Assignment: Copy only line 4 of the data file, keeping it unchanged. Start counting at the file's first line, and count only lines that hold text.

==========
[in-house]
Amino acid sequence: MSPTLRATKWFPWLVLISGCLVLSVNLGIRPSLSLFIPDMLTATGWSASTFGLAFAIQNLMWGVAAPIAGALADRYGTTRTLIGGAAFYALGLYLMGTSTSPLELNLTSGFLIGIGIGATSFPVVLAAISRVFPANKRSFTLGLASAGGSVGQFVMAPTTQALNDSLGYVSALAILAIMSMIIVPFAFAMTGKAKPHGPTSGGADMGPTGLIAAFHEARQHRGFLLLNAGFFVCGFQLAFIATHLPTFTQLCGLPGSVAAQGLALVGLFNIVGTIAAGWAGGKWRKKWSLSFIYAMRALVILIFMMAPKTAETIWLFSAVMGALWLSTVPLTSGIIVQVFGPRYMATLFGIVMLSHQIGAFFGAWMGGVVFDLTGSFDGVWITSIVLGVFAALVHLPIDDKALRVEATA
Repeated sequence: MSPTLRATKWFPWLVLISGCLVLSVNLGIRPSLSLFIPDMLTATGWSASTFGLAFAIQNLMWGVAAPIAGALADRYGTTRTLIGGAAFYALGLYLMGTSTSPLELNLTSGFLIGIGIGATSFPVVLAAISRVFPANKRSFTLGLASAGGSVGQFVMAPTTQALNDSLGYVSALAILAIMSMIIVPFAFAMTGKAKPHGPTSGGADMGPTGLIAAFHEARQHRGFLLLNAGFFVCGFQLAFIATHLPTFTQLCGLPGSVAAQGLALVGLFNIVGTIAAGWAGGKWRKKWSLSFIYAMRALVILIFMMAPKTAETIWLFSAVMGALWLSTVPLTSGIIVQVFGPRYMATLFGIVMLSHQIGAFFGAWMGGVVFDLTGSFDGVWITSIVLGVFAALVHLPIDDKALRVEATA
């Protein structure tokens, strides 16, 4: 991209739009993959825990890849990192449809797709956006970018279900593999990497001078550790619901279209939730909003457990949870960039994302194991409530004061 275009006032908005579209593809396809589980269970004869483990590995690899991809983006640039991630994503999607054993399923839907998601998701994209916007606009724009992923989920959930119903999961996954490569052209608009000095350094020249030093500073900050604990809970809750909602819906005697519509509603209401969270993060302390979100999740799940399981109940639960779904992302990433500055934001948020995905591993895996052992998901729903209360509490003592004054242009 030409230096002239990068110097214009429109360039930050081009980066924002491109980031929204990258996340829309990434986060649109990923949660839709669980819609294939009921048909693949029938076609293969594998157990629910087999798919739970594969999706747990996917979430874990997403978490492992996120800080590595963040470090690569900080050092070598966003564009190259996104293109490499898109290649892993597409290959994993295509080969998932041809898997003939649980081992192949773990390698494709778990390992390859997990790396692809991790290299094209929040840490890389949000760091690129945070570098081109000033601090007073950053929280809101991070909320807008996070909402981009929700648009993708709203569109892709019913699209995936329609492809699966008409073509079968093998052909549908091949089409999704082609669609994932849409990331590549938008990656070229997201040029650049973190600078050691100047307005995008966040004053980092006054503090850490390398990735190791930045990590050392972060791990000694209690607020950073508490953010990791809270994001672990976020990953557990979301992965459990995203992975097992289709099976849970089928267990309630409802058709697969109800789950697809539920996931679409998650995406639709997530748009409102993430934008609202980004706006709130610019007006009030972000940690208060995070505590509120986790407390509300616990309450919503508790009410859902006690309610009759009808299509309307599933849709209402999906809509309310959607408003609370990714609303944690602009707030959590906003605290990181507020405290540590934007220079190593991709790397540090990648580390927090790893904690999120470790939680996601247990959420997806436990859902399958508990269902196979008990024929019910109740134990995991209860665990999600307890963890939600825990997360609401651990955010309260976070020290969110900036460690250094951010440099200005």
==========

């Protein structure tokens, strides 16, 4: 991209739009993959825990890849990192449809797709956006970018279900593999990497001078550790619901279209939730909003457990949870960039994302194991409530004061 275009006032908005579209593809396809589980269970004869483990590995690899991809983006640039991630994503999607054993399923839907998601998701994209916007606009724009992923989920959930119903999961996954490569052209608009000095350094020249030093500073900050604990809970809750909602819906005697519509509603209401969270993060302390979100999740799940399981109940639960779904992302990433500055934001948020995905591993895996052992998901729903209360509490003592004054242009 030409230096002239990068110097214009429109360039930050081009980066924002491109980031929204990258996340829309990434986060649109990923949660839709669980819609294939009921048909693949029938076609293969594998157990629910087999798919739970594969999706747990996917979430874990997403978490492992996120800080590595963040470090690569900080050092070598966003564009190259996104293109490499898109290649892993597409290959994993295509080969998932041809898997003939649980081992192949773990390698494709778990390992390859997990790396692809991790290299094209929040840490890389949000760091690129945070570098081109000033601090007073950053929280809101991070909320807008996070909402981009929700648009993708709203569109892709019913699209995936329609492809699966008409073509079968093998052909549908091949089409999704082609669609994932849409990331590549938008990656070229997201040029650049973190600078050691100047307005995008966040004053980092006054503090850490390398990735190791930045990590050392972060791990000694209690607020950073508490953010990791809270994001672990976020990953557990979301992965459990995203992975097992289709099976849970089928267990309630409802058709697969109800789950697809539920996931679409998650995406639709997530748009409102993430934008609202980004706006709130610019007006009030972000940690208060995070505590509120986790407390509300616990309450919503508790009410859902006690309610009759009808299509309307599933849709209402999906809509309310959607408003609370990714609303944690602009707030959590906003605290990181507020405290540590934007220079190593991709790397540090990648580390927090790893904690999120470790939680996601247990959420997806436990859902399958508990269902196979008990024929019910109740134990995991209860665990999600307890963890939600825990997360609401651990955010309260976070020290969110900036460690250094951010440099200005």